As a support staff strike reaches its second week, Carleton University student Jordan Gray is getting anxious about whether he’ll be able to finish his research project in time for publication this November.
The bachelor of global and international studies student says his research on Mi’kmaq forms of government is on hold because key services at the university library have been shuttered or cut back due to the strike.
CUPE 2424, which represents 850 administrative, clerical and library staff at Carleton University, went on strike March 5 after a breakdown in talks with university officials over the employee pension plan. While librarians are in a different union and remain on the job, Gray, who says he supports the union, says the support staff who are on strike provide many of the resources he needs
“Limited service means the people I need for advice are not there when I need them,” he says. Most useful to his work are the archives, which currently only have one staffer on duty during the strike.
Margaret McLeod, a subject specialist in Carleton’s library who is part of the strike, says support staff like her provide expert advice to students who need help on research projects – services that can’t be provided only by the librarians.
“Because we have our specialties we do things that are specific to our subject areas,” McLeod says. “My particular subject area is history, Greek and Roman studies and philosophy.”
In addition tos a help desk, she says workers in her department may also build websites and order books in their subject areas. If a student doesn’t know where to look, subject specialists are the people they look to.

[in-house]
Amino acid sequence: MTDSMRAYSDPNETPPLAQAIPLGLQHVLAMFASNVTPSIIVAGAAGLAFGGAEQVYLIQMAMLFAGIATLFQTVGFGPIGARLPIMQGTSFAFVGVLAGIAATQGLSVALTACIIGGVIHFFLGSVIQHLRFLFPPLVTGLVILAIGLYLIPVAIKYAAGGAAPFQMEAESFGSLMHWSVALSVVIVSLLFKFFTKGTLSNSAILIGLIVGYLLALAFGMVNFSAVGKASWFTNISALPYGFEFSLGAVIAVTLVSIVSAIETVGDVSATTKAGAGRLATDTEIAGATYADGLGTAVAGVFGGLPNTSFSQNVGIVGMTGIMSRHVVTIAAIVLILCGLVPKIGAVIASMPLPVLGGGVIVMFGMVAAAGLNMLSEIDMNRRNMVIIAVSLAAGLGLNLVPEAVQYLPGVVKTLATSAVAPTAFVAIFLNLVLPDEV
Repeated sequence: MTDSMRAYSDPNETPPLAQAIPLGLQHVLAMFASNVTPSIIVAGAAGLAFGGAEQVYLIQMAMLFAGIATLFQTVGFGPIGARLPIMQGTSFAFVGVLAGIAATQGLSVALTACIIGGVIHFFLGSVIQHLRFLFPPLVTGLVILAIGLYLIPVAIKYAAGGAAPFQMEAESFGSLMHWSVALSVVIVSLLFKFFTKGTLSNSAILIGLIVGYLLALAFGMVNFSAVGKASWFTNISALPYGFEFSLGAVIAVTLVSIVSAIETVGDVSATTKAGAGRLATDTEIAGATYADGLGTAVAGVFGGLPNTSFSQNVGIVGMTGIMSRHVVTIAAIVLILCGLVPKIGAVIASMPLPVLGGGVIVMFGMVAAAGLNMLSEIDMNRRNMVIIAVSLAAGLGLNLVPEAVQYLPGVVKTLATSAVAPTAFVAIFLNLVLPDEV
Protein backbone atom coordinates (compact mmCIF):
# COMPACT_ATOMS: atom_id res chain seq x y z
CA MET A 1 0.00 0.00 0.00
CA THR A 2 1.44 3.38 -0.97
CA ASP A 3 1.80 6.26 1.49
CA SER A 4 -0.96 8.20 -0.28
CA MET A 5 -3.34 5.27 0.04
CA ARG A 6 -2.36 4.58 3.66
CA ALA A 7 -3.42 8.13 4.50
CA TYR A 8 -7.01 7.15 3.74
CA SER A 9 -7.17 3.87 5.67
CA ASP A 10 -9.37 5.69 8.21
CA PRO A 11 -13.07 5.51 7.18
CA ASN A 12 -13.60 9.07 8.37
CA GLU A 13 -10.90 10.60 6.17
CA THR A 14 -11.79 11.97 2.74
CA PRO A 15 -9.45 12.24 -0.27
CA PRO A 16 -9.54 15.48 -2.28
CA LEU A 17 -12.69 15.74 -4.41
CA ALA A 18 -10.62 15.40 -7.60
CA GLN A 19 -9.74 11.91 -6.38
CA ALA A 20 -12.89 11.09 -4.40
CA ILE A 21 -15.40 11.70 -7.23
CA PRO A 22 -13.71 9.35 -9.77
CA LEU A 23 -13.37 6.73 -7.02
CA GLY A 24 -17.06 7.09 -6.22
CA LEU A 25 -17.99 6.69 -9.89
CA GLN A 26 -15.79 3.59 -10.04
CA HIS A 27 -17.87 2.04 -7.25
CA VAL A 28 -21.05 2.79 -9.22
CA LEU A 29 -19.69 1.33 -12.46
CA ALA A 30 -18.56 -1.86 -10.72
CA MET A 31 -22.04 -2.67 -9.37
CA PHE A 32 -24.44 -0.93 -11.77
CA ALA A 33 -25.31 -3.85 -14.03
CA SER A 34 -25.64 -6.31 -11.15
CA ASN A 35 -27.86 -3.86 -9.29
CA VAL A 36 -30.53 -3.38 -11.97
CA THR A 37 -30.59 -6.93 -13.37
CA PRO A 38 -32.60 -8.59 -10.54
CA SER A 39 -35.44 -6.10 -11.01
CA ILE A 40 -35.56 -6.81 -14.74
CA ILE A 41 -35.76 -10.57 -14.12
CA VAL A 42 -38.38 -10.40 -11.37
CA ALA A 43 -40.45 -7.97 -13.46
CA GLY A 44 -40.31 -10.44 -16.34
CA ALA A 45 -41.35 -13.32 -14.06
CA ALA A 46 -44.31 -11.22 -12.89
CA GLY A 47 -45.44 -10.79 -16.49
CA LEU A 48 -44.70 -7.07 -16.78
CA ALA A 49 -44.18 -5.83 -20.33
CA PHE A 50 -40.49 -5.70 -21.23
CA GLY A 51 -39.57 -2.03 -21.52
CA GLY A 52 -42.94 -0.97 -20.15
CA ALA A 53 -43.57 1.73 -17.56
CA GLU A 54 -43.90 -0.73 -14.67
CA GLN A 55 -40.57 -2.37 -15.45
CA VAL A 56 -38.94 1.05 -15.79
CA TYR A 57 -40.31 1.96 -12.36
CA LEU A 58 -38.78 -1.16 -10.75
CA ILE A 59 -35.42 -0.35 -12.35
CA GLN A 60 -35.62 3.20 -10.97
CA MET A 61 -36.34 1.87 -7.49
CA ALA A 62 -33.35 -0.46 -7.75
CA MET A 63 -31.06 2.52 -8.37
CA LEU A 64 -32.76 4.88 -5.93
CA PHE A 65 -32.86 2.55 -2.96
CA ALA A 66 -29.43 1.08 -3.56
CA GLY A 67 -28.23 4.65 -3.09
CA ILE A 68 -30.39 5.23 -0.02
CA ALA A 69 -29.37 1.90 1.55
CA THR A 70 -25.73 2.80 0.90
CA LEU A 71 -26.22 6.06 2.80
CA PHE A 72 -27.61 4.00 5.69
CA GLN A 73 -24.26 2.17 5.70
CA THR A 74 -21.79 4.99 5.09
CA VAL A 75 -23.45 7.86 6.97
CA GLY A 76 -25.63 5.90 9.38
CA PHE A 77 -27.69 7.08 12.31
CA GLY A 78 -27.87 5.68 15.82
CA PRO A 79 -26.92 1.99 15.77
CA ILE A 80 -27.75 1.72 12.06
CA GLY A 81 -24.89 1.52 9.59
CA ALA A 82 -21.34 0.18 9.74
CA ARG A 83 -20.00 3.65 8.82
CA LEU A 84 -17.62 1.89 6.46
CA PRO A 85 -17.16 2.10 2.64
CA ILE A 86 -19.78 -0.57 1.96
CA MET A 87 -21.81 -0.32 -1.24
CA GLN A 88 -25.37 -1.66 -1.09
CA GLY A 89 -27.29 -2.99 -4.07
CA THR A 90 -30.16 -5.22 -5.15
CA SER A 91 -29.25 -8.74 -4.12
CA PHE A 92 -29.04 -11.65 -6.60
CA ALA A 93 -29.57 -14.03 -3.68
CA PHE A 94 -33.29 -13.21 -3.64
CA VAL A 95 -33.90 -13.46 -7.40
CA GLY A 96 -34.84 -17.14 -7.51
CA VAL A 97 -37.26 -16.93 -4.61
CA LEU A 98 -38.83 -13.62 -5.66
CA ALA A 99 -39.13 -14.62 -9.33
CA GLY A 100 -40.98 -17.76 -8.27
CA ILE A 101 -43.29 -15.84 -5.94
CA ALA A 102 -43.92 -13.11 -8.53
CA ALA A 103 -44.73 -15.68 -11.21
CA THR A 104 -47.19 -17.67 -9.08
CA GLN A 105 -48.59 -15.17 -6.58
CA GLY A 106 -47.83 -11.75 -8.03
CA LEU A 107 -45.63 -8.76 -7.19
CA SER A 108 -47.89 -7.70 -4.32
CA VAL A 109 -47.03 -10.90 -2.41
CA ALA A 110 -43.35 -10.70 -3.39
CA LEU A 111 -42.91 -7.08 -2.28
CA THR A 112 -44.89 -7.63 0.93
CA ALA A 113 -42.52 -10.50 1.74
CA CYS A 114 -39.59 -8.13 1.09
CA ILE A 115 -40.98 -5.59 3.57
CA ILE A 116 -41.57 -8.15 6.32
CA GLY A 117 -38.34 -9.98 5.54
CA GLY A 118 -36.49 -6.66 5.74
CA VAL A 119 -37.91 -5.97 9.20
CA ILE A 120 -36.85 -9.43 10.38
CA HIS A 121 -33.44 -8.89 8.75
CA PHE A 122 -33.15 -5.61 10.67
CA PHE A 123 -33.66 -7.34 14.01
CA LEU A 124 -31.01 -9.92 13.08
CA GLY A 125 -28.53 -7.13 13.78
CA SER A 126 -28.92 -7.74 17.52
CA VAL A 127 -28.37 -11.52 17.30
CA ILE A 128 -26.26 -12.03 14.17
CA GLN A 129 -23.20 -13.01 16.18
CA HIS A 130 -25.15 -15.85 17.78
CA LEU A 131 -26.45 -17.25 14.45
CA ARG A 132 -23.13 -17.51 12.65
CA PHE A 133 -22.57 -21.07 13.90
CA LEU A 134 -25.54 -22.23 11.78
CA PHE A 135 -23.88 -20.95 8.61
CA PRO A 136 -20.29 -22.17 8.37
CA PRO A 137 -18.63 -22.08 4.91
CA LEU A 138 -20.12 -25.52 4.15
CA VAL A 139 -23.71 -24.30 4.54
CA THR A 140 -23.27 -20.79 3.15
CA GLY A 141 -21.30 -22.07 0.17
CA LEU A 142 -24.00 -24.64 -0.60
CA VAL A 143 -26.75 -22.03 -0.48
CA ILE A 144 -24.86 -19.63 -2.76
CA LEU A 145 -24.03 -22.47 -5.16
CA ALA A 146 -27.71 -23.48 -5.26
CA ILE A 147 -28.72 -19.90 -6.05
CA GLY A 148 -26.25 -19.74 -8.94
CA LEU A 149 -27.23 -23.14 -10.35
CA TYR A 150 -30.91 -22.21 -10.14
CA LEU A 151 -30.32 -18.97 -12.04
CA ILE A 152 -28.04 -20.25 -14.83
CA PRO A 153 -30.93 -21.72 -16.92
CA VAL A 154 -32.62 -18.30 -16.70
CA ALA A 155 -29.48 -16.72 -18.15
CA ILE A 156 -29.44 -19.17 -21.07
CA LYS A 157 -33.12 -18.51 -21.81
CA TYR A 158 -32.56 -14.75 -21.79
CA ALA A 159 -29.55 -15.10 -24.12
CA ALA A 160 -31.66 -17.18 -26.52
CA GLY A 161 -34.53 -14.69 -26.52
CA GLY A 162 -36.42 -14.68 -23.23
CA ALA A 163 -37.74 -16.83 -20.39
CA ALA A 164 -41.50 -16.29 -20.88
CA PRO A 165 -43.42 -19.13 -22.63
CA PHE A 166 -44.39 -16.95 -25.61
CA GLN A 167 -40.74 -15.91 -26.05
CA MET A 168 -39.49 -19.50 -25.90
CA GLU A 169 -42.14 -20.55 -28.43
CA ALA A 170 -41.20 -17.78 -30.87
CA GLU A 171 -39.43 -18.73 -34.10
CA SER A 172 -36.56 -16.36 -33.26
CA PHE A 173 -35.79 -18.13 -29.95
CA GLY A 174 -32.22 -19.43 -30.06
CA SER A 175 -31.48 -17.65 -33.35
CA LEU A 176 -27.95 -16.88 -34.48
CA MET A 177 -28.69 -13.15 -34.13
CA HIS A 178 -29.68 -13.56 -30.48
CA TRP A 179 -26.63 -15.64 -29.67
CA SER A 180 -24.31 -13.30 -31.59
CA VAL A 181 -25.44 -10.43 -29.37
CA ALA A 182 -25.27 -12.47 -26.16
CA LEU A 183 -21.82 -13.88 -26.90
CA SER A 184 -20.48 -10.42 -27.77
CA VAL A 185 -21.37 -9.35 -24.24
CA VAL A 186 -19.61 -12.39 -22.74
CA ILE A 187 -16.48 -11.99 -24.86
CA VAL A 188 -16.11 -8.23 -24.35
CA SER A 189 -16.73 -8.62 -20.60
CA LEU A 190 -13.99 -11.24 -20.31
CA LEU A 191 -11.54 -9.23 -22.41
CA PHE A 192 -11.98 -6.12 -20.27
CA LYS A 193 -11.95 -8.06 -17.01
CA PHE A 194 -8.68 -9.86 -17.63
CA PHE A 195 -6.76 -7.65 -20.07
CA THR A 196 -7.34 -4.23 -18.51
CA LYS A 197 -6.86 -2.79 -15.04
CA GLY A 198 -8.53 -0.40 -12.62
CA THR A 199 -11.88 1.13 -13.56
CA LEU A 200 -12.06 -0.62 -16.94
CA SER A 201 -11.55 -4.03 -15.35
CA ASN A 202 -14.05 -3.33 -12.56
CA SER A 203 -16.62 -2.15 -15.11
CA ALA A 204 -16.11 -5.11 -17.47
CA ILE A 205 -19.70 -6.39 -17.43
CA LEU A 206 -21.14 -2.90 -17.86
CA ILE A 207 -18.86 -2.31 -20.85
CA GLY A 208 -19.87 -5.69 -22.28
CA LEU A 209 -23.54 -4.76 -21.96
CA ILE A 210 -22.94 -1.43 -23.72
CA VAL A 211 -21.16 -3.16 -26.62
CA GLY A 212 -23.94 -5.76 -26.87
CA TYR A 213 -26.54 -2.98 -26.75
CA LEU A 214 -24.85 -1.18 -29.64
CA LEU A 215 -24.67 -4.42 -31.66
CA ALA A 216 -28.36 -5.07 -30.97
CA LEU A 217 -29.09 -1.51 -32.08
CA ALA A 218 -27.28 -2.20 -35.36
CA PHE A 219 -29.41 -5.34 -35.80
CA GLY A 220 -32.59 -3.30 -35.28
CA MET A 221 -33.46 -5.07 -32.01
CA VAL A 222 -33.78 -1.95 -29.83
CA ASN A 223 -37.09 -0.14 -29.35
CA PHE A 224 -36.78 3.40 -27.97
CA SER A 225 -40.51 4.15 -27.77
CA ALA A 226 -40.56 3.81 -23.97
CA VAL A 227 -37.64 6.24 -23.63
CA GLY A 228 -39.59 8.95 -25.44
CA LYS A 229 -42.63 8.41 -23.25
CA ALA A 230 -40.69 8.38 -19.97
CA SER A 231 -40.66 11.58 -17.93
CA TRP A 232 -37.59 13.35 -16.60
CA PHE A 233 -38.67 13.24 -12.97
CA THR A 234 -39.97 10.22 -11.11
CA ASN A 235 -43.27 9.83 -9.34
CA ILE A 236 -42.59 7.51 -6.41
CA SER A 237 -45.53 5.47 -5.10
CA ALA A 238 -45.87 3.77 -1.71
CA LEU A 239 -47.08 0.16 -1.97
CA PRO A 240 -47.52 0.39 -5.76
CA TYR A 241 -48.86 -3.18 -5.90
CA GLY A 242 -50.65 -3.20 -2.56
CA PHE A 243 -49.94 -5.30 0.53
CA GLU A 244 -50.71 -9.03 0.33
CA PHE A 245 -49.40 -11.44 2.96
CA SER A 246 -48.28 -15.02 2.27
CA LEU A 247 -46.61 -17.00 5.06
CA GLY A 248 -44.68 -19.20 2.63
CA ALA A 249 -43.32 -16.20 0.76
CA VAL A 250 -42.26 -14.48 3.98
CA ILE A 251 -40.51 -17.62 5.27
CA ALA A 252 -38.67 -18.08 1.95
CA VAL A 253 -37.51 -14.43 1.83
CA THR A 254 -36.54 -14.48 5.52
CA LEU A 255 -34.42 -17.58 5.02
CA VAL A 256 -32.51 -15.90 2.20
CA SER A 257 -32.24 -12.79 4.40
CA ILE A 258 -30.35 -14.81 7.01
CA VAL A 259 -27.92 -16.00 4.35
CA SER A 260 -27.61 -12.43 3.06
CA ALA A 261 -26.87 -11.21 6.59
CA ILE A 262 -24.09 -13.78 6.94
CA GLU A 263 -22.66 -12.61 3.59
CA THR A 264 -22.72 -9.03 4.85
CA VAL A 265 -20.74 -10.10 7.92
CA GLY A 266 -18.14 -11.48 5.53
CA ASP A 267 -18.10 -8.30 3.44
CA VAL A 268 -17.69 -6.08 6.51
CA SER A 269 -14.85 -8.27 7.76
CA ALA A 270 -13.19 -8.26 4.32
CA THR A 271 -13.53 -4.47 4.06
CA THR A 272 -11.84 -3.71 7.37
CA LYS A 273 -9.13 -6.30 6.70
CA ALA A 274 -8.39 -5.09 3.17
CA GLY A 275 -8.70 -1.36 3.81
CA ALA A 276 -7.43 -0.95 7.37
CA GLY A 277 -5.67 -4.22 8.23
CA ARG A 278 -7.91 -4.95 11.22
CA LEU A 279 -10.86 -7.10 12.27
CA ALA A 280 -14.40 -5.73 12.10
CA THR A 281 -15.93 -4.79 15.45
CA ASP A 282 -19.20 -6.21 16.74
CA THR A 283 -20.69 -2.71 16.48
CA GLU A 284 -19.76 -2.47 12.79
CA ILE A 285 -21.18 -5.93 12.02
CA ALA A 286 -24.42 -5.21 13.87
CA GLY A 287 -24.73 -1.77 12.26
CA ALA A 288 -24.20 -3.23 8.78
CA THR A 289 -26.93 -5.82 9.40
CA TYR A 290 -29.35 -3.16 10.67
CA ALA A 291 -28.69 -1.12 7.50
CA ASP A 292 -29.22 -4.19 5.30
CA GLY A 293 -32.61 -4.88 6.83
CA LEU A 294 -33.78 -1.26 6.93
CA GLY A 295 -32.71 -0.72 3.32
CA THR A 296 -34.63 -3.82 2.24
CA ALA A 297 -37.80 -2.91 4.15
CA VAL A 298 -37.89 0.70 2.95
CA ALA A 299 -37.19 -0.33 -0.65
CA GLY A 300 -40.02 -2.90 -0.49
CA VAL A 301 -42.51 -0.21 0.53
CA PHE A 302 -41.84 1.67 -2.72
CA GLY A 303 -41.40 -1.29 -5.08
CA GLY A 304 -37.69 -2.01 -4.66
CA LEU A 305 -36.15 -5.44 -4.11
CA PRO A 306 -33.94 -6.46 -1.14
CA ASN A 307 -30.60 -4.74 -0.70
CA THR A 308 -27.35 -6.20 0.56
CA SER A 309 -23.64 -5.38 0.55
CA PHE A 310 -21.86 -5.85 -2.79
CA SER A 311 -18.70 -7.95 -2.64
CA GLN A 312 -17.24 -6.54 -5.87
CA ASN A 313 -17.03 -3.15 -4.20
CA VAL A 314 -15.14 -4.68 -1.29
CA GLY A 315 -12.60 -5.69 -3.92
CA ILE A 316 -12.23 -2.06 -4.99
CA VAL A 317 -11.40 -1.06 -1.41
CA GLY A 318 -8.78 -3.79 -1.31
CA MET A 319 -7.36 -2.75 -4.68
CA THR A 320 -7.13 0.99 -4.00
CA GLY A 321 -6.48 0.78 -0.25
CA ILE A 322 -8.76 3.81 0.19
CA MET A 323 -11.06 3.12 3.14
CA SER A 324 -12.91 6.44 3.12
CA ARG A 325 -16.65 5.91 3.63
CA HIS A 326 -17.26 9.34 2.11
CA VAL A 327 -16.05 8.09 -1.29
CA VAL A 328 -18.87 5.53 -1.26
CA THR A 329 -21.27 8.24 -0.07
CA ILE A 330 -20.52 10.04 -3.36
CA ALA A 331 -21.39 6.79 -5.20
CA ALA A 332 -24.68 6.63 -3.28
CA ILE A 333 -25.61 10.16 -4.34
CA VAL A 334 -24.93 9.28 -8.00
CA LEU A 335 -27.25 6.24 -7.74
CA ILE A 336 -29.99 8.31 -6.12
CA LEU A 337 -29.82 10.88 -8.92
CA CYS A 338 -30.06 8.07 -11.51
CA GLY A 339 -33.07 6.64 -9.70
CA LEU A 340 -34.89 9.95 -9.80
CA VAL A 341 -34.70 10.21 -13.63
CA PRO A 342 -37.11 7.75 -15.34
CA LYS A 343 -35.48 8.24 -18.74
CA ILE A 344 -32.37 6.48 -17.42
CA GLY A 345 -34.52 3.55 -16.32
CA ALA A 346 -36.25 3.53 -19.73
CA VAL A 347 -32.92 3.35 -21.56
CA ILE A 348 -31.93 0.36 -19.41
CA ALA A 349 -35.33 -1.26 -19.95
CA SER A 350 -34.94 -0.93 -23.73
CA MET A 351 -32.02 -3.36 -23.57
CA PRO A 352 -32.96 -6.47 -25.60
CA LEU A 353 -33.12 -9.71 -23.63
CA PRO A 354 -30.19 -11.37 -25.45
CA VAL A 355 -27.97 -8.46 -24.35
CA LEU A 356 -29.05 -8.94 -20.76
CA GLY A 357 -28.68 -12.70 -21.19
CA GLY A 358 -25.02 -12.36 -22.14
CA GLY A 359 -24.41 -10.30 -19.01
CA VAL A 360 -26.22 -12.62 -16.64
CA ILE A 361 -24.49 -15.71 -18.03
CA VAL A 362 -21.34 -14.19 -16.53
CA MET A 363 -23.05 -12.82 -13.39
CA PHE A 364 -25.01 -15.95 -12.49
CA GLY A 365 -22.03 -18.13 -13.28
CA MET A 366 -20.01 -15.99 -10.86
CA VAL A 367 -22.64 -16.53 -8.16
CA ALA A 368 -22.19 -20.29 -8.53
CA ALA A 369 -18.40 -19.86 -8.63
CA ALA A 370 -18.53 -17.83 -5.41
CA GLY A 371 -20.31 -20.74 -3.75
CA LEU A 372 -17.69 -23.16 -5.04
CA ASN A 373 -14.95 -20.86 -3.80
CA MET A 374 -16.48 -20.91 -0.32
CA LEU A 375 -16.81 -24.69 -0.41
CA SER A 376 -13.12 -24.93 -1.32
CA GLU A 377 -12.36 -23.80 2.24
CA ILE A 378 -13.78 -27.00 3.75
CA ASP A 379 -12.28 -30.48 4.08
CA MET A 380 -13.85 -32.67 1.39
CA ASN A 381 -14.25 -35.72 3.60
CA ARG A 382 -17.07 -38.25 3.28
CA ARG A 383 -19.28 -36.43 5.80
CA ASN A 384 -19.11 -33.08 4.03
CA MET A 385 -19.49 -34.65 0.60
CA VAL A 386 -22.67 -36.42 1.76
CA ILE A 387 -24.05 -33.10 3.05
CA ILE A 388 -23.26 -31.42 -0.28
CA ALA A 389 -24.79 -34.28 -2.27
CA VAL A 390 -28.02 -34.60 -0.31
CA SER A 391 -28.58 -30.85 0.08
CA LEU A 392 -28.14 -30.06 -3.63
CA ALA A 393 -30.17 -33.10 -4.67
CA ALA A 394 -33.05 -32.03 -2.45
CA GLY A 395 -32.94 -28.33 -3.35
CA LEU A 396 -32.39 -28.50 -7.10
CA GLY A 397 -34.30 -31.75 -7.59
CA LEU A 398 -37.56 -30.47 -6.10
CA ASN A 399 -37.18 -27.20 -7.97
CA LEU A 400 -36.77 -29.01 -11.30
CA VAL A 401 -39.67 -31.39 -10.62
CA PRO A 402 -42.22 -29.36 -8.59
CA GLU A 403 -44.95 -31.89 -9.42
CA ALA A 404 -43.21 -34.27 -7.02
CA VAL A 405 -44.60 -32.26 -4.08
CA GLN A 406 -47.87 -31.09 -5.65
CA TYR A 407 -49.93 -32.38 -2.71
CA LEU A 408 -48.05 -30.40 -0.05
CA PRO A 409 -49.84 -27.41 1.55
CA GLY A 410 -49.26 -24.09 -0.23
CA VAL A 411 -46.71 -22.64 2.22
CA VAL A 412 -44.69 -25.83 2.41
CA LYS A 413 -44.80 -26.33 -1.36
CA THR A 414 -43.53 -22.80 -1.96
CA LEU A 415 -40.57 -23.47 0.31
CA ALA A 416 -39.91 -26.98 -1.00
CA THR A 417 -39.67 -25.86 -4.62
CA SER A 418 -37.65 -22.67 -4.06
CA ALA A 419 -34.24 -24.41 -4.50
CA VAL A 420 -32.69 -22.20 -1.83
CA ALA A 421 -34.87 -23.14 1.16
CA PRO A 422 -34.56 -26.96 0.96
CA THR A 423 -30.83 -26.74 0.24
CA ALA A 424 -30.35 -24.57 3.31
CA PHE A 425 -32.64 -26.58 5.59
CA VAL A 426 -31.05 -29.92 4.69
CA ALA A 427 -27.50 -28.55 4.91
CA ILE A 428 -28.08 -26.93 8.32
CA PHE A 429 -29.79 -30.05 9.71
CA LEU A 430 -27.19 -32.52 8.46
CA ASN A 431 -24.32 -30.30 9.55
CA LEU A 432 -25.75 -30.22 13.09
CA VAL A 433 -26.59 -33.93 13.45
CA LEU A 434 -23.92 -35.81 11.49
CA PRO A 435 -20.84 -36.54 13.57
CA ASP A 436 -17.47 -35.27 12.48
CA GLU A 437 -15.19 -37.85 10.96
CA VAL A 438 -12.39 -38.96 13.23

“When somebody comes in and they don’t know what the heck they’re doing at all, I just spend 10 minutes and we find a whole bunch of stuff,” she says. “And they see that there’s hope.”
Chris Trainer, head of archives and research at Carleton’s MacOdrum library, says he is the only staffer in the archives office during the strike and is unable to give students detailed help with their projects until it is resolved.
“I’ve been able to do sort of the basics, but I am also relatively new to the department,” he says. “My other staff would be a lot more knowledgeable in other subject areas… they really have the inherent knowledge.
“I really can’t wait for my team to get back.”
Gray says he is concerned that if the strike drags on, he will not be able to meet the publication deadline for the Journal of Interdisciplinary Studies. As well, it may affect the courses he selects for next year because academic advisers are also included in the strike.
“These staff are really the nuts and bolts of Carleton and we’re really starting to feel it, especially at the end of the year.”
As a show of support, Gray says he will join the picket line with a group of students on Monday if negotiations do not re-start over the weekend.